It was another fifteen years before we upped the stakes (and the channel numbers) again, with a fifth television service. That came via the aptly named Channel 5 which was launched on 30th March 1997. It was also notable for being the last of the analogue services before, as we all know, digital television came along and the choice of channels REALLY INCREASED for the first time.
However, since this post is intended to make the LACK OF CHANNELS added to the "Official" Roku UK Channel Store during the past seven days ABUNDANTLY CLEAR and NOT the HUGE choice of channels that already exist there (currently over 400 and counting...), I do not intend to expand upon my UK television history lesson beyond this point.
Instead, I thought I'd leave you with a 60-minute video of the infamous BBC Test Card 'F' which you can (if you so choose) play repeatedly for the next week until I publish my next 'Weekly RoundUp'. This will also give younger readers an insight as to what it was like to watch daytime television in the days before gadgets like the Roku player came into being and the choice of viewing EXPLODED !!
Believe it or not, this BBC Test Card was broadcast for over 70, 000 hours between 1967, when it was first introduced, and 1999 after 24-hour broadcasting had begun (in 1997, on BBC One) and Pages From Ceefax took over (in 1998, on BBC Two) followed by some random last-gasp appearances during engineering works until it was withdrawn completely. As a result child star, Carole Hersee, and her toy doll, Bubbles the Clown, can now boast of having more screen time than anyone else in British TV history !!
Anyway, for your viewing (and listening) pleasure, here is the complete video for BBC1 Test Card 'F' featuring the entire 'Positron' audio accompaniment, used extensively between 1985 and 1987:-
VIDEO SOURCE: MagicGeezer's YouTube Channel
Before I sign-off on this post, I must say a BIG "thank you" to 'MagicGeezer' for uploading this classic in the first place. If the above video floats your boat, you will find many more uploaded for your entertainment courtesy of MagicGeezer's YouTube Channel and, if you are feeling really nostalgic, you can even watch via your Roku player as I did. Just BE WARNED: watching a test card transmission these days, you are more likely to find yourself waking up at 3am to your Roku screensaver than eagerly anticipating the start of the day's TV treats. Then again, maybe 3am is the perfect time to watch this video gem ?!! As with all things Roku... IT'S ABOUT HAVING THE CHOICE and hopefully, by this time next week, THE CHOICE WILL BE EVEN BIGGER. Just a little hint to the Roku developers out there, ahem !!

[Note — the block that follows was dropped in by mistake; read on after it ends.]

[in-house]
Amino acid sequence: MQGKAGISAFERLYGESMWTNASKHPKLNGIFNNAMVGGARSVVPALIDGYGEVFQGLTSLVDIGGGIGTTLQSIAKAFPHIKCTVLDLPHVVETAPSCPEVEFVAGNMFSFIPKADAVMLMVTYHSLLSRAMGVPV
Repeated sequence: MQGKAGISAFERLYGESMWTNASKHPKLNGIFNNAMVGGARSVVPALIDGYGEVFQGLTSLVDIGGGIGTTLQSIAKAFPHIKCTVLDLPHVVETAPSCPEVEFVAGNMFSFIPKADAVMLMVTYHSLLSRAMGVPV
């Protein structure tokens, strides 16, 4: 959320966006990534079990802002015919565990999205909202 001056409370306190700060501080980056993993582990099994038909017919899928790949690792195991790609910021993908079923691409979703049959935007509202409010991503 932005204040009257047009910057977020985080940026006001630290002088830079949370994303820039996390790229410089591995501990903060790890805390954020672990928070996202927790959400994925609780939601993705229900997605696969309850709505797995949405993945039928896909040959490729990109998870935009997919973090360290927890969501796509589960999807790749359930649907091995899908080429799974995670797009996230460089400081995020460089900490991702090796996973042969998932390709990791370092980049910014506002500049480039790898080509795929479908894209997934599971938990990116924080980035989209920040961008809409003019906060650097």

Meanwhile if you enjoyed this week's little interlude, courtesy of BBC Test Card 'F', you might want to check out the website of The Test Card Circle, who are a group of enthusiasts committed to preserving test card music & recordings. They hold an annual meeting in Leominster, where they swap tapes (and, yes, cd's... who knows, maybe even mp3's?) of the obscure scraps they have pieced together over the years. Apparently, this strange cult is becoming more popular thanks to the rising interest in Ceefax music from the 80's and 90's. Can't say I'm a fan of that particular niche genre but... each to their own !!
So, I guess that covers it for this time. I'm amazed I found so much to write about, when there was a grand total of ZERO CHANNELS, yes that was... zip, nada, rien, nothing, diddly squat, etc, etc. released since my previous 'Weekly RoundUp'. Hopefully, you'll still be back in seven days time for the next one when (fingers crossed) there will be more on offer than a test card video. If you can't wait that long, you can always keep up with the UK Roku action (as it happens) throughout the coming week, by following the Official Twitter Feed for this blog: @ukrokuchannels where up-to-the-minute information for all things Roku-related (here in the UK) is posted on a daily basis (well, almost).
Until the next time, then...
That's all folks !!